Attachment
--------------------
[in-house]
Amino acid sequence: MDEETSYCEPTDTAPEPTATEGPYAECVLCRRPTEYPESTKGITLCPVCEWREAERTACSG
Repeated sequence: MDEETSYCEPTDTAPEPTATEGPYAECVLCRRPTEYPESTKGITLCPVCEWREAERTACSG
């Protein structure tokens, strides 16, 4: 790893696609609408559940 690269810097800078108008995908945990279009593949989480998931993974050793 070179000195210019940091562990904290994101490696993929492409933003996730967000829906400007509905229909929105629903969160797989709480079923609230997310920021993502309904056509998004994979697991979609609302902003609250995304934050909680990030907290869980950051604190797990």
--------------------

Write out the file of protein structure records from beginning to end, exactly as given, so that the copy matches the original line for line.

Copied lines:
[in-house]
Amino acid sequence: MDEETSYCEPTDTAPEPTATEGPYAECVLCRRPTEYPESTKGITLCPVCEWREAERTACSG
Repeated sequence: MDEETSYCEPTDTAPEPTATEGPYAECVLCRRPTEYPESTKGITLCPVCEWREAERTACSG
């Protein structure tokens, strides 16, 4: 790893696609609408559940 690269810097800078108008995908945990279009593949989480998931993974050793 070179000195210019940091562990904290994101490696993929492409933003996730967000829906400007509905229909929105629903969160797989709480079923609230997310920021993502309904056509998004994979697991979609609302902003609250995304934050909680990030907290869980950051604190797990």